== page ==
Burma/Myanmar Earthquake & Pacific Region: Major Quakes


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The week saw several large earthquakes across the globe -Image credit: USGS

The week was particularly active in terms of both number and magnitude of earthquakes, with notable tremors occurring across the globe.

The United States Geological Survey’s real time earthquake map for the week shows some 148 events of greater than or equal to magnitude 4.0 (≥M4.0): of these, 40 were ≥M5.0.

Distribution of Major Earth Tremors

As usual, the majority of the earthquakes follow an expected pattern, tracing the boundaries of the Earth’s major tectonic plates.

A notable exception is the M4.3 earthquake which struck eastern Kentucky, far from any plate boundaries and within a largely stable continental interior.

This was most likely the result of movement along a major fault line associated with the Appalachian Mountains.

Filtering the earthquakes by size, there’s the expected strong emphasis on the Pacific and on Indonesia, although continental collision between the Indian and Eurasian plates was responsible for the M6.8 and its aftershocks which formed a cluster in northern Myanmar (Burma).

There were also four earthquakes of between M5.1-M5.2 along ocean ridges. Another unusual occurrence was an M5.1 in an intraplate setting south of Australia, although (perhaps because of its remote location) no information is available as to its cause.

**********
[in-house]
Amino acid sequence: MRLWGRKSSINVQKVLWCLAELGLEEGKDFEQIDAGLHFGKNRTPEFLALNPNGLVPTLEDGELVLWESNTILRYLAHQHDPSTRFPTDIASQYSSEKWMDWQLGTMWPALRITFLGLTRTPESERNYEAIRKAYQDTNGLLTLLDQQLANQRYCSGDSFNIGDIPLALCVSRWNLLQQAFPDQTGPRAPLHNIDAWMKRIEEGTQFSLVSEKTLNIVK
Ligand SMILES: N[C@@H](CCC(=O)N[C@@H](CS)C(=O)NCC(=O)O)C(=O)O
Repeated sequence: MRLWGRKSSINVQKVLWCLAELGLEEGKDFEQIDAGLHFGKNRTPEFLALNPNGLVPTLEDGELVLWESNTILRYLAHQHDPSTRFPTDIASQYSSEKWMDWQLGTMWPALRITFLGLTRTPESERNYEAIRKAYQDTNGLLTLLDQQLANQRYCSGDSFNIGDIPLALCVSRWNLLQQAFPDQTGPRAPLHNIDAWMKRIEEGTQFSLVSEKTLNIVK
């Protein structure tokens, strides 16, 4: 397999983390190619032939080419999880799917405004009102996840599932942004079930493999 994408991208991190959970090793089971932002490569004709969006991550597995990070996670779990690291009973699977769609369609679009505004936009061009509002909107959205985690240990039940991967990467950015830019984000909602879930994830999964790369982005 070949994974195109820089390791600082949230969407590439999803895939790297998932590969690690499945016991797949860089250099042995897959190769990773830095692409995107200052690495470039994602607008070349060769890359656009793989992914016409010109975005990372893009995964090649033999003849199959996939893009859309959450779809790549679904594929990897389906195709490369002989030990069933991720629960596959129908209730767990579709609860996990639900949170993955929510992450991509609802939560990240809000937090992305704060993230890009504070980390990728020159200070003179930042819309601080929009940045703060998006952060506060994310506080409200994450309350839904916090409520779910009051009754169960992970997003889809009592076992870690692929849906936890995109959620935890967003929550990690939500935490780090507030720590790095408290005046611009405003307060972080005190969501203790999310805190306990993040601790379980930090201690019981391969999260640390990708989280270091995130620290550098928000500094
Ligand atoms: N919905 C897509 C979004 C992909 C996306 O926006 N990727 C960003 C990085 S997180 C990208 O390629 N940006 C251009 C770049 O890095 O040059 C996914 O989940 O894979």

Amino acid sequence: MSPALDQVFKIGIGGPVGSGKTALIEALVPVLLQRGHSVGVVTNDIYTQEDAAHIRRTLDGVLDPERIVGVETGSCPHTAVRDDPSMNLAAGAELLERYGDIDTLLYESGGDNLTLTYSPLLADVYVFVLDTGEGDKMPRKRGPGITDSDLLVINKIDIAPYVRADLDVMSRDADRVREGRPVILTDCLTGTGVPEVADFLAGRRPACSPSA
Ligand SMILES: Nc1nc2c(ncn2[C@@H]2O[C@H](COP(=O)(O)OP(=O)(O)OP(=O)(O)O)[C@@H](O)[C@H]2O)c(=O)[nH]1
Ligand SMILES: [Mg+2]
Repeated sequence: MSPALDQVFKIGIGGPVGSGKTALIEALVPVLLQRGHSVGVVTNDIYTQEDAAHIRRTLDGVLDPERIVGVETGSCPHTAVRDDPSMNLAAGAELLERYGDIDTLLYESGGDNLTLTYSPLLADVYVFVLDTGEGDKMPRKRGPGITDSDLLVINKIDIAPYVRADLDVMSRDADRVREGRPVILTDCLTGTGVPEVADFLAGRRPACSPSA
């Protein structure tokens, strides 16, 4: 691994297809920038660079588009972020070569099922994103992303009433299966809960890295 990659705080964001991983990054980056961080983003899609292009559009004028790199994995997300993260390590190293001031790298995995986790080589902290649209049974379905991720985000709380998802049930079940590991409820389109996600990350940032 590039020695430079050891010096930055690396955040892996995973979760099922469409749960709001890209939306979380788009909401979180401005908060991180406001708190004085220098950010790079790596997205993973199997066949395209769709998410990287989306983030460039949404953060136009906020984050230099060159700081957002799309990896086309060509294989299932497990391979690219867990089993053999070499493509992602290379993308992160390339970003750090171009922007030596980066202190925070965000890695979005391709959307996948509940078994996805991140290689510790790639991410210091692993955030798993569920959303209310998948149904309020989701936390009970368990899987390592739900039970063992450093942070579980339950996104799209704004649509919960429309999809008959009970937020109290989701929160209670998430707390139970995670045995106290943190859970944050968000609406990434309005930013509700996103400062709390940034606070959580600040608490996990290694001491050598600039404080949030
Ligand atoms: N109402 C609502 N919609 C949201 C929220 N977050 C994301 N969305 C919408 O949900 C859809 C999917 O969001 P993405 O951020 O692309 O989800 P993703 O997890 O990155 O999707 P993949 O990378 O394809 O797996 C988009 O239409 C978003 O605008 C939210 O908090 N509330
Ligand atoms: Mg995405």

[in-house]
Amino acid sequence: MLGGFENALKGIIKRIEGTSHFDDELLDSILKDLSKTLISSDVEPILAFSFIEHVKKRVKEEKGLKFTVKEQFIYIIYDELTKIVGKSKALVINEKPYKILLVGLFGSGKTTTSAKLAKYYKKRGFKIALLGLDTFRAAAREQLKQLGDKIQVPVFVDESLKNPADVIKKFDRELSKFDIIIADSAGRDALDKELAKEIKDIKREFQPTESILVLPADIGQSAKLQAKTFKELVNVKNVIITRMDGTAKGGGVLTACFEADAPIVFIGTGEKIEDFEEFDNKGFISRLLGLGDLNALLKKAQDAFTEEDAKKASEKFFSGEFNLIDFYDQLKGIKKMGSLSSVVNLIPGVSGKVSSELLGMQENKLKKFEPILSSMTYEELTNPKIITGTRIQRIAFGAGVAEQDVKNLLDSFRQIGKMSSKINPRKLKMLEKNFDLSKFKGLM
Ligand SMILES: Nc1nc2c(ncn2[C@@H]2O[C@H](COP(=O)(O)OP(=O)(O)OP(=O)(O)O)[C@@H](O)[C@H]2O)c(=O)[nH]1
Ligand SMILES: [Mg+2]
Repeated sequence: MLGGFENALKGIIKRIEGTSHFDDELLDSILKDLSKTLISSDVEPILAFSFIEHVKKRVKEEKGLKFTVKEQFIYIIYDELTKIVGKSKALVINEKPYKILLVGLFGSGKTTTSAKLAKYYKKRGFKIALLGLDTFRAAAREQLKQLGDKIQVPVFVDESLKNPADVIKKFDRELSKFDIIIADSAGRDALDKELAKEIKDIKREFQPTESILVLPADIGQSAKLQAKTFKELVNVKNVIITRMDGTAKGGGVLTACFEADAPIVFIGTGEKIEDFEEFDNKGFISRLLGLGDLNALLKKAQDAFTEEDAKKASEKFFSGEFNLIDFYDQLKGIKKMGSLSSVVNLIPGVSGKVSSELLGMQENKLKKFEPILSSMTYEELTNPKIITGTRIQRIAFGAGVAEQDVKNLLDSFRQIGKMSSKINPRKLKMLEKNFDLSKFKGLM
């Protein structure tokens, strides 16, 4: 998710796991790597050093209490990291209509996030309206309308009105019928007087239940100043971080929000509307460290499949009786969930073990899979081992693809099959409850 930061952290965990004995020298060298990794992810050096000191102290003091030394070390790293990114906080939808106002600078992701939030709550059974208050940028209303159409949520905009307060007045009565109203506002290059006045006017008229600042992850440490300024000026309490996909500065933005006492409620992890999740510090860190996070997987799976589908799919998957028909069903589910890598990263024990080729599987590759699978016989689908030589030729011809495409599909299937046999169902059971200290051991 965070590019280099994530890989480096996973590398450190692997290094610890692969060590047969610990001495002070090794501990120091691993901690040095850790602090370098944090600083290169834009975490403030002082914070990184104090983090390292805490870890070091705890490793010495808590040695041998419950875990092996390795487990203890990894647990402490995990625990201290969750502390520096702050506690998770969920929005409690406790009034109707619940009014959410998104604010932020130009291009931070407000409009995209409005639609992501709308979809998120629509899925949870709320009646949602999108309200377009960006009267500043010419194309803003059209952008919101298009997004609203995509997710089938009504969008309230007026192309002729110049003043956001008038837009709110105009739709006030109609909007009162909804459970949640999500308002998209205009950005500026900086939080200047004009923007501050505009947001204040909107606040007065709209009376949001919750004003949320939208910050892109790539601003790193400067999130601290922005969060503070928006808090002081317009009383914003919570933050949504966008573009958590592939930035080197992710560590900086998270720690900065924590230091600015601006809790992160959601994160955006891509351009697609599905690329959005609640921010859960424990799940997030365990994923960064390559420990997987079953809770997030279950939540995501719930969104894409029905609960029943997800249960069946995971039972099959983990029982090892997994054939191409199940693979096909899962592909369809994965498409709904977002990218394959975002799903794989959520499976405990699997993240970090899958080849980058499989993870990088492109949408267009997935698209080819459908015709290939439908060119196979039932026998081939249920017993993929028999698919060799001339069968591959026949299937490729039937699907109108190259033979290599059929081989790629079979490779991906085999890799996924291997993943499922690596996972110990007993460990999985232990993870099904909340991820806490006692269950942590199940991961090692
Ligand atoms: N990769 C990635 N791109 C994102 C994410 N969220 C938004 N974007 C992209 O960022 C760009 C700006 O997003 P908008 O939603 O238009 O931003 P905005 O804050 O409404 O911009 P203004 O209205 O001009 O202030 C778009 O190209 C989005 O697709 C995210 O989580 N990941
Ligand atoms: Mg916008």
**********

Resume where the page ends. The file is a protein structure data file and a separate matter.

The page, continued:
The Week’s Largest Earthquakes

The week’s large earthquakes showed a disproportionate focus on the eastern edge of the Pacific Ocean: with the exception of the Myanmar/Burma tremor, all of those with a magnitude of at least M6.0 occurred along this margin. The biggest, which measured M7.4, and one of its aftershocks (reaching M6.5) occurred just off the coast of Guatemala, where the Cocos Plate is subducting beneath Central America.

Other major earthquakes occurred in the south eastern Pacific off Chile, where an M6.0 was recorded close to the triple junction between the South American, Nazca and Anatarctic plates, and in the extreme north of the same ocean where an M6.2 just off Vancouver Island (on the Cascadia subduction zone) on the 8th of November was followed by an M6.4 off Alaska four days later.

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